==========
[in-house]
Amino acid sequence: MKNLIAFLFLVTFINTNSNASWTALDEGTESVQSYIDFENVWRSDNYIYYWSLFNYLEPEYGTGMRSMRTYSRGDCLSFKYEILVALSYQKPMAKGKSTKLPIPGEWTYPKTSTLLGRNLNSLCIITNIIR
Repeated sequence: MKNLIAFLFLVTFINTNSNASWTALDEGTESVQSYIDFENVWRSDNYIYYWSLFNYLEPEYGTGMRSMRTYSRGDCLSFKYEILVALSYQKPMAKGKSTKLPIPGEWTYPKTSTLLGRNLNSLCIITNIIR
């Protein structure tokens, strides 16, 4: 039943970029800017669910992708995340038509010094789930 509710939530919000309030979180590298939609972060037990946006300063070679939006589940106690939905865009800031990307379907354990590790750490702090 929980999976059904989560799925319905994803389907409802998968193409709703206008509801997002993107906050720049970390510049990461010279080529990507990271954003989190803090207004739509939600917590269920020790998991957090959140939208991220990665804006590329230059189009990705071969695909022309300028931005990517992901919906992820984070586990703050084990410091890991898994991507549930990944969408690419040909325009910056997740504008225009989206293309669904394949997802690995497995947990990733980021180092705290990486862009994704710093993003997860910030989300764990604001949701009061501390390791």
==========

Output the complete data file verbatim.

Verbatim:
[in-house]
Amino acid sequence: MKNLIAFLFLVTFINTNSNASWTALDEGTESVQSYIDFENVWRSDNYIYYWSLFNYLEPEYGTGMRSMRTYSRGDCLSFKYEILVALSYQKPMAKGKSTKLPIPGEWTYPKTSTLLGRNLNSLCIITNIIR
Repeated sequence: MKNLIAFLFLVTFINTNSNASWTALDEGTESVQSYIDFENVWRSDNYIYYWSLFNYLEPEYGTGMRSMRTYSRGDCLSFKYEILVALSYQKPMAKGKSTKLPIPGEWTYPKTSTLLGRNLNSLCIITNIIR
């Protein structure tokens, strides 16, 4: 039943970029800017669910992708995340038509010094789930 509710939530919000309030979180590298939609972060037990946006300063070679939006589940106690939905865009800031990307379907354990590790750490702090 929980999976059904989560799925319905994803389907409802998968193409709703206008509801997002993107906050720049970390510049990461010279080529990507990271954003989190803090207004739509939600917590269920020790998991957090959140939208991220990665804006590329230059189009990705071969695909022309300028931005990517992901919906992820984070586990703050084990410091890991898994991507549930990944969408690419040909325009910056997740504008225009989206293309669904394949997802690995497995947990990733980021180092705290990486862009994704710093993003997860910030989300764990604001949701009061501390390791």